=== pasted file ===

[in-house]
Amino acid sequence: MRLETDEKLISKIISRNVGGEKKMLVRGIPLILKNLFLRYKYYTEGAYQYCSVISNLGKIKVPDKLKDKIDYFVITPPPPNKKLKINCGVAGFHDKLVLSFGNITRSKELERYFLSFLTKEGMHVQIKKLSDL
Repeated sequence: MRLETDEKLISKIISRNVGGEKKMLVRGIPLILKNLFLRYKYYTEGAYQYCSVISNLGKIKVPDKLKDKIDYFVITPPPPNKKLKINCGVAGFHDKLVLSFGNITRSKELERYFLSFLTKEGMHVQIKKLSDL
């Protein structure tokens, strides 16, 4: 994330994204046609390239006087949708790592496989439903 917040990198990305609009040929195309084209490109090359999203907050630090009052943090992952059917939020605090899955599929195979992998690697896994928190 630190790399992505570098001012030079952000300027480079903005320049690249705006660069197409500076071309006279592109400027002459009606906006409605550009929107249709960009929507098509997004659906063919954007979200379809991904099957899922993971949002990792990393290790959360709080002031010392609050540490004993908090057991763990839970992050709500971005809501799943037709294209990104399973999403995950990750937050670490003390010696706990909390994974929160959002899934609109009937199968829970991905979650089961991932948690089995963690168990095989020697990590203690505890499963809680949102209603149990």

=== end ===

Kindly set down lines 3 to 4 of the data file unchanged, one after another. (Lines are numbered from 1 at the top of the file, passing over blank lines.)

Repeated sequence: MRLETDEKLISKIISRNVGGEKKMLVRGIPLILKNLFLRYKYYTEGAYQYCSVISNLGKIKVPDKLKDKIDYFVITPPPPNKKLKINCGVAGFHDKLVLSFGNITRSKELERYFLSFLTKEGMHVQIKKLSDL
């Protein structure tokens, strides 16, 4: 994330994204046609390239006087949708790592496989439903 917040990198990305609009040929195309084209490109090359999203907050630090009052943090992952059917939020605090899955599929195979992998690697896994928190 630190790399992505570098001012030079952000300027480079903005320049690249705006660069197409500076071309006279592109400027002459009606906006409605550009929107249709960009929507098509997004659906063919954007979200379809991904099957899922993971949002990792990393290790959360709080002031010392609050540490004993908090057991763990839970992050709500971005809501799943037709294209990104399973999403995950990750937050670490003390010696706990909390994974929160959002899934609109009937199968829970991905979650089961991932948690089995963690168990095989020697990590203690505890499963809680949102209603149990």